Going through my old files, I found one of the first "Notes from the Underground," a quarterly print newsletter I published the old-fashioned way and distributed by snail-mail in the year 2000. That was quite a year for the Tunnel, as you can tell from these Notes from the Past.
The Tunnel’s Whole Again. There’s a lot more tunnel to explore now that the connection between Bank One Center and McKinney Place is open to pedestrian traffic. Closed since February 1999 due to demolition of the Woolworth Building and construction of the 12-story McKinney Place, this part of the Tunnel allows you to walk from the Park Shops mall in Houston Center to the food court in Bank One Center. It’s not pretty yet – but it’s open.
The Tunnel Takes Off for the Sky. A new skywalk is nearing completion connecting Texaco Heritage Plaza and the Doubletree Hotel at Allen Center. This means that, for the first time, Texaco Heritage Plaza will be accessible to the Tunnel System. There is another skybridge in the offing. Enron is constructing a new office tower – Enron II – which will be joined to the current Enron Tower by means of an elegant glass skybridge connecting the two buildings to a parking garage. Once these new connections are finished, the Tunnel Lady is going to have to trek around the Tunnel System with her tape measure because she won’t be able to say that the Tunnel is 6.3 miles long. Will we outdistance Toronto’s seven-mile system? Stay tuned.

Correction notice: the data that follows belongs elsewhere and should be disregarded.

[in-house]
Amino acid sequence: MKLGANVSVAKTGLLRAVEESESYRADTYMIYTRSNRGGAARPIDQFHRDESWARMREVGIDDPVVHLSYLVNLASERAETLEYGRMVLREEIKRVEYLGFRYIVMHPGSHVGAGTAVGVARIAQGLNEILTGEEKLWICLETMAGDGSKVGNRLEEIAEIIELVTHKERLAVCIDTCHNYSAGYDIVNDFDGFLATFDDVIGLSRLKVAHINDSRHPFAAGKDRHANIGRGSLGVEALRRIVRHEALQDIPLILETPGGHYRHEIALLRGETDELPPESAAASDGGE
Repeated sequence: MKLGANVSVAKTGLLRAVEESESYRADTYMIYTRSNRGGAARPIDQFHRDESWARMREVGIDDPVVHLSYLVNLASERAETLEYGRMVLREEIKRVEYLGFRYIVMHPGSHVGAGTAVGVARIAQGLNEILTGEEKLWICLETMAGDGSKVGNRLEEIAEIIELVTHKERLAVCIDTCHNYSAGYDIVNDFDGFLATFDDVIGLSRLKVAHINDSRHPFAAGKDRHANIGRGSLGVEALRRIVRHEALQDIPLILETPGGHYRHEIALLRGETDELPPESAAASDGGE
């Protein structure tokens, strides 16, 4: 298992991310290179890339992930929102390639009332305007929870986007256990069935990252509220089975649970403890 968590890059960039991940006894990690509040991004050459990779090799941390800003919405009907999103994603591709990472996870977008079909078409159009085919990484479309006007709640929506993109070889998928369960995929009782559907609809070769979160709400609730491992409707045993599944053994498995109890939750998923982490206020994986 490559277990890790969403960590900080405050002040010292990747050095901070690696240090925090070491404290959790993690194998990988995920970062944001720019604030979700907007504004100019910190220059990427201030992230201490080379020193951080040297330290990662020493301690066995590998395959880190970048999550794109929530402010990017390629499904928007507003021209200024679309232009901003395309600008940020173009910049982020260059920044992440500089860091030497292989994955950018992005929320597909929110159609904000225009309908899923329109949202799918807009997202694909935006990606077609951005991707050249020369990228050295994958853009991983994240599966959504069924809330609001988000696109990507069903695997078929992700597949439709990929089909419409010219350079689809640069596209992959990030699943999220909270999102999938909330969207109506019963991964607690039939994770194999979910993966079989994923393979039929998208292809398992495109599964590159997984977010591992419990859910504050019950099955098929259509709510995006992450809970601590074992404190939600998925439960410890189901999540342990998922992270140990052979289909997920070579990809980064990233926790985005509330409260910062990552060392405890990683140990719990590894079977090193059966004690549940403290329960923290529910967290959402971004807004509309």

This old newletter features ads from Vespucci's, a marvelous Italian restaurant in Bank One Center's food court that has since gone out of business. The building is now called 919 Milam and Vespucci's has been replaced by Ninfa's Mexican Cantina.
There was also an ad from Bank United, a bank that is no more. But its first Tunnel location was historic. It was the first bank to open a Tunnel-level branch -- in Two Shell Plaza's Tunnel. Once other banks saw how successful this Bank United branch was, they began opening their own branches -- and adding ATM machines throughout the Tunnel System.
Notes from the Underground
Downtown Houston's Tunnel System has over 100 places to eat and connects more than 81 buildings and parking garages. I have spent 26 years taking people through the Downtown Houston Tunnel System. I created this blog because I thought it might be fun for folks to know more about what happens in downtown underground and why. I welcome questions and comments about Houston's Tunnel.